Managing life in the Twilight Zone: Director Duties
About the client
The directors of a small software support company employed ten people, including four directors who each held shares in the company, which operated from rented offices. The company had traded for over 12 years, had built a good reputation and grown its workforce. However, the margins were small and the fees earned covered salaries and overheads with no significant surplus. Unfortunately, the company’s largest customer went into liquidation which left the company with two major problems, a significant bad debt and the loss of future income. The directors spent the following months trying to replace the lost work; however, without the cash otherwise due from the bad debt, they found that money was leaving the company more quickly than it was coming in. This resulted in the company struggling to pay its creditors, including HMRC for PAYE and National Insurance deductions, VAT, the landlord and suppliers. The directors and employees had taken salary cuts, but this was not enough to cover the negative cash flow.
We discussed with the directors the company’s business model, its financial state of affairs and its cash flow forecast. It was clear that there were insufficient realisable assets in the company to meet all of the company’s liabilities. The shareholders injecting cash was a possibility, but the company now had more staff than was needed and there was insufficient cash to settle the redundancies required.
The shareholder directors could not financially bridge the gap and concluded that because of the significant bad debt, the company should be placed into liquidation. All of the employees, including the directors, were made redundant and received their statutory redundancy pay from the Government’s redundancy support scheme.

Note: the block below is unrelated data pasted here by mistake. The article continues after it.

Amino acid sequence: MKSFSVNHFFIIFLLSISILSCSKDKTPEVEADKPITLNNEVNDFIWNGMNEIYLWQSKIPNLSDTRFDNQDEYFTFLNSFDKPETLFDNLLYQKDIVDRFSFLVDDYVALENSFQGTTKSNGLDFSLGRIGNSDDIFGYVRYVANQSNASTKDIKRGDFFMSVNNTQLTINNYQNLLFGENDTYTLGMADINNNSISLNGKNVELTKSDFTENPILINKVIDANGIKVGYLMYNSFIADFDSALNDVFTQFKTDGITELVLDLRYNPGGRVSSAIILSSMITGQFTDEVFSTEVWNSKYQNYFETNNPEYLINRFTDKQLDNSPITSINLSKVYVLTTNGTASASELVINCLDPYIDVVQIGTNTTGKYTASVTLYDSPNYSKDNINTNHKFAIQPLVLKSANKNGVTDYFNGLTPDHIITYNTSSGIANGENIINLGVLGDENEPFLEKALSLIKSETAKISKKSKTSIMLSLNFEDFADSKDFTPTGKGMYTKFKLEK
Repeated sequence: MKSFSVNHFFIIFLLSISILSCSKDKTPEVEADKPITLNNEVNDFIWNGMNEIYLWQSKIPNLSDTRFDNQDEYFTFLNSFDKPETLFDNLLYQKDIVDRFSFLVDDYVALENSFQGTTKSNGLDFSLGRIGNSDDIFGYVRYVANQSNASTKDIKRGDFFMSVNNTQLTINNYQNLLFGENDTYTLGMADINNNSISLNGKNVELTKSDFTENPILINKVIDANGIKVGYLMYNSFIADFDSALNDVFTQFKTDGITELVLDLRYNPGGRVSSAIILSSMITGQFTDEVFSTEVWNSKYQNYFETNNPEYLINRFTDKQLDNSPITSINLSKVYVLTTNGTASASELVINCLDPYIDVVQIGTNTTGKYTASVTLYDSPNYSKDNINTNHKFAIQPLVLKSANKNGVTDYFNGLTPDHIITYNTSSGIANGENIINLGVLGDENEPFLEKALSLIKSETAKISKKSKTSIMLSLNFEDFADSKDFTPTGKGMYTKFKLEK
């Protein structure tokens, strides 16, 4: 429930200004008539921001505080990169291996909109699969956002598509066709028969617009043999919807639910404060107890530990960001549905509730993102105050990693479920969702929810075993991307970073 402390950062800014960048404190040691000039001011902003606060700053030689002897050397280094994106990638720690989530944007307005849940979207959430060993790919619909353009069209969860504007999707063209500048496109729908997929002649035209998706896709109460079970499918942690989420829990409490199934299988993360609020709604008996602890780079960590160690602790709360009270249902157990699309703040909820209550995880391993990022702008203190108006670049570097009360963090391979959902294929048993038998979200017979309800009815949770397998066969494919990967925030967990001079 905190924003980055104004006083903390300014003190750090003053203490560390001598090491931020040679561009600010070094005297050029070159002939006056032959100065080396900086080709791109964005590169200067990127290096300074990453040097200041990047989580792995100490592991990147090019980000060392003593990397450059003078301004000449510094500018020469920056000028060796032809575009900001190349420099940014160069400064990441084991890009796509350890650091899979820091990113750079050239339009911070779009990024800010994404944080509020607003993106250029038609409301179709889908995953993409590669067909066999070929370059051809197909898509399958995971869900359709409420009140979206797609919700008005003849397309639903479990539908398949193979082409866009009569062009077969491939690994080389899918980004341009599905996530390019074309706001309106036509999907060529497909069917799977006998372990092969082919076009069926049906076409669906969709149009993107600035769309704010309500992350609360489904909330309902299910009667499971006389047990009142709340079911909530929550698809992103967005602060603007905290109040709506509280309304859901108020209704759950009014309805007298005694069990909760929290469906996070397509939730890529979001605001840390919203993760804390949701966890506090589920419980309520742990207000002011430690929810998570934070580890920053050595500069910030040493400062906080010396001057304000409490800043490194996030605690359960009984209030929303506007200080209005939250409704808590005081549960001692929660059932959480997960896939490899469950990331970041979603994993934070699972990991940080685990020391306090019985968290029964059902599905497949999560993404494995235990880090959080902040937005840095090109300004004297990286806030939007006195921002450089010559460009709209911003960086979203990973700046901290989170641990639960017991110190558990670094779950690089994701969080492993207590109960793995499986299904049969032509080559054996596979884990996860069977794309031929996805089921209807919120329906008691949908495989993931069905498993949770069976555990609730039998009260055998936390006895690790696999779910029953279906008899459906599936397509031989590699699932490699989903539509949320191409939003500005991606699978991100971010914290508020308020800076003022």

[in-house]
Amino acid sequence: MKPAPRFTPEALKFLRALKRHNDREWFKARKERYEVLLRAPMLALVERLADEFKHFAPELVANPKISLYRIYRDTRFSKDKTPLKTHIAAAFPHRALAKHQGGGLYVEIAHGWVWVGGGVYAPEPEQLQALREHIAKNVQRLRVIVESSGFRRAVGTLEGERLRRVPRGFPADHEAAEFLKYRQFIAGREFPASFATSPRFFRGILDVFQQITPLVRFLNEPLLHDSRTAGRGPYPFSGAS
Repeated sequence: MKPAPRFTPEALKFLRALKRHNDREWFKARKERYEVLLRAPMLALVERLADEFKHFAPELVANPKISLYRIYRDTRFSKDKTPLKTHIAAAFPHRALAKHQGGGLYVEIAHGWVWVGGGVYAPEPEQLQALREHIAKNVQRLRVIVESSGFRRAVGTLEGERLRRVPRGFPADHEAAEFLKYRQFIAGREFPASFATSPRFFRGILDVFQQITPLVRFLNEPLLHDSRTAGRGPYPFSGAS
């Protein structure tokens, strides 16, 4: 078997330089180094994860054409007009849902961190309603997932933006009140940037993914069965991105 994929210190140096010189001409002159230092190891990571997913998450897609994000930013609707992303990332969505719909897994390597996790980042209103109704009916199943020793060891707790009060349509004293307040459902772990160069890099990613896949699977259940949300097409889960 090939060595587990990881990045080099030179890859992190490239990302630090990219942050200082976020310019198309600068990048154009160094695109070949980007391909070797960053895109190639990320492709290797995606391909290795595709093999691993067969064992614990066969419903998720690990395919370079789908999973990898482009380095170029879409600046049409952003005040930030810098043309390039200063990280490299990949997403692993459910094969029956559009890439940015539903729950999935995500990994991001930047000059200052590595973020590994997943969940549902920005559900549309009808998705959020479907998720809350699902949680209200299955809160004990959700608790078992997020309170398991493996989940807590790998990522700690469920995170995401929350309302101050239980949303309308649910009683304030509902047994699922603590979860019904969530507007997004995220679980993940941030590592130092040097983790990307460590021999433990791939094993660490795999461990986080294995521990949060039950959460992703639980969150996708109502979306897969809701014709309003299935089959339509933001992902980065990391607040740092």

Preserving the future
However not all was lost. We asked our professional advisers to value the company’s assets, including its goodwill, customer and other databases, its order book and intellectual property. The directors formed a new company that offered the best price and bought certain of the old company’s assets. The directors approached the old company’s customers and entered into support contracts with the new company, which provided jobs for most of the employees who had been made redundant by the old company. There was some working capital required initially to fund the new company’s activities; however, with the support of its customers and employees, the new company was soon on track. Although it had appeared that all was lost, the liquidation of the old company provided the opportunity for a fresh start.
How we helped
Once the directors had concluded that the company should be placed into liquidation, our role was to ensure that the proper legal processes were followed. We prepared the statutory notices to creditors and shareholders and assisted the directors with the preparation of an estimated Statement of Affairs to be delivered to the company’s creditors and shareholders prior to the company being placed into liquidation. Once in liquidation we, the company’s liquidators, took over the directors’ responsibility for dealing with the company’s affairs. We organised the statutory redundancy process, assisted the employees with making their redundancy claims to the Insolvency Service and wrote to the company’s creditors advising them to contact us. We realised the company’s assets and then distributed the monies realised to creditors in line with the statutory priorities. We achieved a better result for the company’s creditors than might have otherwise been the case. After we let the creditors and shareholders know what we had done and filed our report at Companies House, the company’s liquidation was concluded.